empty classroom before lectureIt’s back to school time; many stores offer Back to School specials to help parents and students save money while getting all the supplies they need for the school year.

Schools can be very expensive, so we at US Tax Shield decided to share with you some helpful tax tips on how to offset education costs and get some tax relief.

Tuition and Fee Deduction
The most straightforward one is tuition and fee deductions. You can deduct up to $4,000 on qualifying expenses, such as tuition, fees and course-required materials only if fees and expenses are required as a condition for enrollment and attendance.

This deduction is an adjustment to your gross income, meaning it will reduce the amount of your taxable income. Please keep in mind that you cannot deduct the college expenses and claim any of the following educational credits.

Do you have a student loan?

Under certain circumstances, such as adjusted gross income of under $75,000 ($150,000 if filing a joint return), you are allowed to take a special deduction for paying interest on a student loan. This deduction can reduce the amount of your taxable income by as much as $2,500.

Qualifying expenses for the purpose of the student loan deduction are the total cost of attending an eligible educational institution – including room and board, transportation in addition to tuition, fees and course-required materials.

Scholarships, Fellowships and Grants

Generally speaking, scholarships and fellowships are tax free as long as the amount you received does not exceed the qualifying expenses and does not represent payment for teaching, research or other services required in order to receive a scholarship.

Qualified expenses include tuition and fees required to enroll or attend an eligible educational institution and course-related expenses, such as required course materials, fees, supplies and equipment. Please note that these course-related materials must be necessary in order to enroll or attend the educational institution and are mandatory for all students attending.

Grants are treated as scholarships – they are tax free as long as they are used for qualifying educational expenses during the time period for which the student has received the grant.
students study on campus

The Hope Credit

This credit can help students and their parents to pay for the first two years of college for 2008 and earlier tax years. For the year of 2009 some college students in Midwestern disaster area can claim up to $3600 if they did not claim the American Opportunity Credit for the year of 2009.

The American Opportunity Credit

The American Opportunity Credit modifies existing Hope Credit making it available to wide range of taxpayers, including those with higher income and those who owe no taxes for tax years of 2009 through 2017. The American Opportunity Credit included required course materials, certain fees and equipment as qualifying expenses, and allowed the credit to be claimed for four post-secondary education years instead of two.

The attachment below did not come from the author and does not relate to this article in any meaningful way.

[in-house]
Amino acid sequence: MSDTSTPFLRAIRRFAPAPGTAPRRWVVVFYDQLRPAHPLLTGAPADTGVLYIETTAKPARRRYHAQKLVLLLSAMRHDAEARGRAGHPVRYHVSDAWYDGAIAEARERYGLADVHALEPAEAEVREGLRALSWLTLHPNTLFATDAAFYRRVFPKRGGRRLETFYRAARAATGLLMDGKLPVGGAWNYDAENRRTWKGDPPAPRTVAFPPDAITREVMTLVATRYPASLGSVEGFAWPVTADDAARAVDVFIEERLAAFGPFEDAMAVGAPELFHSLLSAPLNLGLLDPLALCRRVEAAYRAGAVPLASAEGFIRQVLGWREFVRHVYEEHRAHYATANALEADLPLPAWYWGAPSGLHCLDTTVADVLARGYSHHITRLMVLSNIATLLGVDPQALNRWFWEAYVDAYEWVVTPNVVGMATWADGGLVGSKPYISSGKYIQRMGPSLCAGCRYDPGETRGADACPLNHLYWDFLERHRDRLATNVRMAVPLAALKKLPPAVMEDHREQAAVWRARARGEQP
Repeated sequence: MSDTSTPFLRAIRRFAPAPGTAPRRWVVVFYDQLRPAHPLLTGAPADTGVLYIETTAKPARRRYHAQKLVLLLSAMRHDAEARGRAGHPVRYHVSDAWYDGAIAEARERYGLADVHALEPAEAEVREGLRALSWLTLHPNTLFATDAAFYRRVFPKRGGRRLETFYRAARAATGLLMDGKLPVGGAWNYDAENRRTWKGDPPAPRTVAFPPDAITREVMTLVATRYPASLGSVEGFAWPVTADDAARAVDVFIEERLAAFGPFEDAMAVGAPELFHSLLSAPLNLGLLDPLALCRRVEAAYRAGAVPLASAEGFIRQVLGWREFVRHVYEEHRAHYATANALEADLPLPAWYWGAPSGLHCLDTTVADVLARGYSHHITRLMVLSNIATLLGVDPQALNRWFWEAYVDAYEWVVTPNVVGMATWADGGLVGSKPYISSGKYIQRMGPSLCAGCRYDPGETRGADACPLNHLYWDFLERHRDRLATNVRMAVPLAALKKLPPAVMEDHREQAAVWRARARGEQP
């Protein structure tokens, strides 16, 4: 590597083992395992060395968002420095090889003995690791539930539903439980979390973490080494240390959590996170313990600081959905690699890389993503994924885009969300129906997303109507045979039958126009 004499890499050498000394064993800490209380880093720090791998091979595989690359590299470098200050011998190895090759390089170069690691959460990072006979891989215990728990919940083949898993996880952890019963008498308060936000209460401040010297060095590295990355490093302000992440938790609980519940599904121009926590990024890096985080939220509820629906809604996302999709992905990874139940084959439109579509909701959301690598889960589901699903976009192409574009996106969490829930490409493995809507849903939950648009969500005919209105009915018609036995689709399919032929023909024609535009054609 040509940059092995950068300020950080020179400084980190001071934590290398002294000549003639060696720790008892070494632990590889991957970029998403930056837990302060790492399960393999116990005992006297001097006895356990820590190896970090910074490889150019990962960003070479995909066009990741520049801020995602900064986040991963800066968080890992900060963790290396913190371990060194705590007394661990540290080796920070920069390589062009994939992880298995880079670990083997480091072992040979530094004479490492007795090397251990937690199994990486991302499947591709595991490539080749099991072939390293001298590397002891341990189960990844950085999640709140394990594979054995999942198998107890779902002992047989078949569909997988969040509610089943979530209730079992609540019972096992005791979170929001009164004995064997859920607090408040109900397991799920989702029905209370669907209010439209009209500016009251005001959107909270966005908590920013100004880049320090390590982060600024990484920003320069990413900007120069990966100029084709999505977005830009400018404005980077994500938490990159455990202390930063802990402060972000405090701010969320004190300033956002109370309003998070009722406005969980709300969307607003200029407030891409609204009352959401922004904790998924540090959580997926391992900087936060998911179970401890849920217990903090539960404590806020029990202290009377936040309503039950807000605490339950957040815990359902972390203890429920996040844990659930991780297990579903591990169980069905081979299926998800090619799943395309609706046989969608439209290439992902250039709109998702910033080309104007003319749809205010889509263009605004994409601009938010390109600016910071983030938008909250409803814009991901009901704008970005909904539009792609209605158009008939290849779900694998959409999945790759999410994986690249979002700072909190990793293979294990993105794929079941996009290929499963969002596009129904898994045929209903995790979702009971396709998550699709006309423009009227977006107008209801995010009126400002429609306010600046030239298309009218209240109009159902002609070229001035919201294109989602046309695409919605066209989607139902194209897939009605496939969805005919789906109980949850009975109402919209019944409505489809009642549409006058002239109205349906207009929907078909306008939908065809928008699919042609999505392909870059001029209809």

To qualify the student must be enrolled in a program leading to a degree, certificate or recognized post-secondary educational credential, has not completed four years of the post-secondary education at the beginning of the tax year, carrying at least half of full-time work load for at least one academic period and has no convictions of felony drug offense.

Many of eligible taxpayers will also qualify for the maximum annual credit of $2500 per student. Full credit is available to those whose modified adjusted gross income is $80,000 or less (or 160,000 for married couple filing jointly). Those who owe no taxes for the tax year they claim credit for or if the credit exceeds your tax liability, you will be refunded the excess to the lesser of 40 % of the credit, or $1000.

Lifetime Learning Credit

This credit can help pay for undergraduate, graduate and professional degree courses not limited by the years in the program. Eligible tax payers can qualify for $2,000, $4,000 if a student attended college in Midwestern disaster area.

This credit is non-refundable – it can reduce the amount of income tax you owe, but it won’t refunded to you should its amount exceed your tax liability. You can only claim either Lifetime Learning or the American Opportunity Credit for the same student for the same tax year, but not both.
While credits usually provides for greater tax savings, you should always check both options to see which one would be more beneficial for you and your particular situation.

Helpful links:

To make sure your school is eligible for either American Opportunity Credit or Lifetime Learning Credit, please click here

For more information on Tax Benefits for Education, please read Publications 970 Tax Benefits for Education